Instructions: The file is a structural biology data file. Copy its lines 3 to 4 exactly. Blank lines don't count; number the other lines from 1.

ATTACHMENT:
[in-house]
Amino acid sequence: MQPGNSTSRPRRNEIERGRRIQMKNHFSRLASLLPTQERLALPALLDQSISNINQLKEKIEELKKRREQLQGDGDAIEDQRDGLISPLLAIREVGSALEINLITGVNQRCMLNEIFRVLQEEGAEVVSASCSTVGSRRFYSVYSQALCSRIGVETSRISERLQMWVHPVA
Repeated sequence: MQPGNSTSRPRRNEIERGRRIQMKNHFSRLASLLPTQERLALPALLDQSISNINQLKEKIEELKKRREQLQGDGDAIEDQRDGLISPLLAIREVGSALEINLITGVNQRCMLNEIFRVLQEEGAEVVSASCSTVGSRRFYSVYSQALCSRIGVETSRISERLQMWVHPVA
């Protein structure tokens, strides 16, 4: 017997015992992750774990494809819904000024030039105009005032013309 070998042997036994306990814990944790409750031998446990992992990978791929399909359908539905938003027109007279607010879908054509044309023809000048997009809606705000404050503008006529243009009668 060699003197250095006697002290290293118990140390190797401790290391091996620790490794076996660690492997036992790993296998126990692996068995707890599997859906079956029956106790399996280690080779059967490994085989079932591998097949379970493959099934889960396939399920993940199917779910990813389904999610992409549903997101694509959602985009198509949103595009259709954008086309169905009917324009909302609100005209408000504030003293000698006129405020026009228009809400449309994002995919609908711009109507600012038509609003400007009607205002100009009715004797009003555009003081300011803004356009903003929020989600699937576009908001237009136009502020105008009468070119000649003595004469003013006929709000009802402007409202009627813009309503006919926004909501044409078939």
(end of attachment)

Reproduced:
Repeated sequence: MQPGNSTSRPRRNEIERGRRIQMKNHFSRLASLLPTQERLALPALLDQSISNINQLKEKIEELKKRREQLQGDGDAIEDQRDGLISPLLAIREVGSALEINLITGVNQRCMLNEIFRVLQEEGAEVVSASCSTVGSRRFYSVYSQALCSRIGVETSRISERLQMWVHPVA
């Protein structure tokens, strides 16, 4: 017997015992992750774990494809819904000024030039105009005032013309 070998042997036994306990814990944790409750031998446990992992990978791929399909359908539905938003027109007279607010879908054509044309023809000048997009809606705000404050503008006529243009009668 060699003197250095006697002290290293118990140390190797401790290391091996620790490794076996660690492997036992790993296998126990692996068995707890599997859906079956029956106790399996280690080779059967490994085989079932591998097949379970493959099934889960396939399920993940199917779910990813389904999610992409549903997101694509959602985009198509949103595009259709954008086309169905009917324009909302609100005209408000504030003293000698006129405020026009228009809400449309994002995919609908711009109507600012038509609003400007009607205002100009009715004797009003555009003081300011803004356009903003929020989600699937576009908001237009136009502020105008009468070119000649003595004469003013006929709000009802402007409202009627813009309503006919926004909501044409078939």